The film opens on a young woman running from a monster. A very, very slow monster. There is literally no way the creature can catch up to her as it meanders. There is only one thing she can do. Stop and scream until it catches her. Not a good start.
Thankfully, this turns out to be an early example of the “they are actually shooting a movie” trope. Unfortunately, the film they are making is the same caliber as Frankensteins 1970. Why 1970? For the same reason Dracula 3000 is called Dracula 3000, to sound futuristic. Movies with dates in the titles are a pet peeve of mine and I judge them harshly (see Amityville 1992).
Presumably, the film takes place in the far future year of 1970. A future where Victor von Frankenstein, a descendant of Richard von Frankenstein, who we know as Victor von Frankenstein, is the last of the Frankensteins and is using up the last bits of the family money to follow in Richard’s (Victor’s) footsteps.
For that he needs more money, a rambling dramatic monologue, and a … nuclear reactor. That’s why the wanted to be set in the far future of 12 years from then, because it wasn’t thought plausible that a normal guy like Frankenstein could get a nuclear reactor in 1958, but 1970, now that’s a different story.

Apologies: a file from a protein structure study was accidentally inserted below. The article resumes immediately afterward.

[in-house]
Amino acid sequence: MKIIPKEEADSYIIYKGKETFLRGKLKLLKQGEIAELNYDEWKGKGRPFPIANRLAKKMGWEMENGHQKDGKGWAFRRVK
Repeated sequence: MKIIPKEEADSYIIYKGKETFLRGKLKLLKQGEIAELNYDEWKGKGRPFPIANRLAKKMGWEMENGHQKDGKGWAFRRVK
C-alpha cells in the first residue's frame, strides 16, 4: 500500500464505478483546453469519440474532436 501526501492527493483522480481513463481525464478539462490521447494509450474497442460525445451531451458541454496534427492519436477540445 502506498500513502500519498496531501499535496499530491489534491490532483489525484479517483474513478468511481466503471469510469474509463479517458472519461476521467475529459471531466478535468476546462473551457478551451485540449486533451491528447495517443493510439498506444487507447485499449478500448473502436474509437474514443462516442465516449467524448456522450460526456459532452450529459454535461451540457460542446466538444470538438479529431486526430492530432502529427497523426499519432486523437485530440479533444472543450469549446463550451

Also, the makers of the films don’t know what a nuclear reactor is.
By renting his castle to the movie producers, he gets more money. By acting in the movie, he gets the dramatic monologue and somehow, he got the reactor.
Boris Karloff portrays Frankenstein in his fifth Frankenstein film, however, this is the first time he plays the mad scientist himself. He gets a little meatier backstory than the character usually gets in these films. He is disfigured and scarred, both physically and mentally, after being tortured by the Nazis. He didn’t play ball with them. He might be a mad scientist but he ain’t no fucking Nazi.
Karloff is the only reason to watch the film. He carries it on his shoulders to the extent that there are long segments of the film where it’s just him walking about, looking at things, turning knobs, etc. It’s Victor von Frankenstein’s world, the rest of the characters are just dying in it.